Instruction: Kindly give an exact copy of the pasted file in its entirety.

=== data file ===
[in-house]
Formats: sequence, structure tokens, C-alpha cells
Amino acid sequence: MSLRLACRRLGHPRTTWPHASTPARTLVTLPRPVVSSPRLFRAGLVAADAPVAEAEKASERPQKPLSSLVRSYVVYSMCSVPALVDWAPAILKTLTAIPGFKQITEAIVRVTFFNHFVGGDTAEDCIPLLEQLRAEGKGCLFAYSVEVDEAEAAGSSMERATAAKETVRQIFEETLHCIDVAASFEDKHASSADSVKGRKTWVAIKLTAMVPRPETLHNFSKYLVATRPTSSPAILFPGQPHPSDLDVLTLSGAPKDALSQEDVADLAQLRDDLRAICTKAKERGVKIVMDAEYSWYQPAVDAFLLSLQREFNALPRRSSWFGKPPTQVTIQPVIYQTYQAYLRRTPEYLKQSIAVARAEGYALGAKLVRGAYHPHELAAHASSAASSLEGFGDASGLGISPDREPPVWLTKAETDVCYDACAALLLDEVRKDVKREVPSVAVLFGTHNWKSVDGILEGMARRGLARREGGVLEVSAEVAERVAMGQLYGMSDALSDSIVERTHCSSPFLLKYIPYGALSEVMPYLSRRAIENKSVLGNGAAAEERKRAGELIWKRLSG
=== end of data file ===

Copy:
[in-house]
Formats: sequence, structure tokens, C-alpha cells
Amino acid sequence: MSLRLACRRLGHPRTTWPHASTPARTLVTLPRPVVSSPRLFRAGLVAADAPVAEAEKASERPQKPLSSLVRSYVVYSMCSVPALVDWAPAILKTLTAIPGFKQITEAIVRVTFFNHFVGGDTAEDCIPLLEQLRAEGKGCLFAYSVEVDEAEAAGSSMERATAAKETVRQIFEETLHCIDVAASFEDKHASSADSVKGRKTWVAIKLTAMVPRPETLHNFSKYLVATRPTSSPAILFPGQPHPSDLDVLTLSGAPKDALSQEDVADLAQLRDDLRAICTKAKERGVKIVMDAEYSWYQPAVDAFLLSLQREFNALPRRSSWFGKPPTQVTIQPVIYQTYQAYLRRTPEYLKQSIAVARAEGYALGAKLVRGAYHPHELAAHASSAASSLEGFGDASGLGISPDREPPVWLTKAETDVCYDACAALLLDEVRKDVKREVPSVAVLFGTHNWKSVDGILEGMARRGLARREGGVLEVSAEVAERVAMGQLYGMSDALSDSIVERTHCSSPFLLKYIPYGALSEVMPYLSRRAIENKSVLGNGAAAEERKRAGELIWKRLSG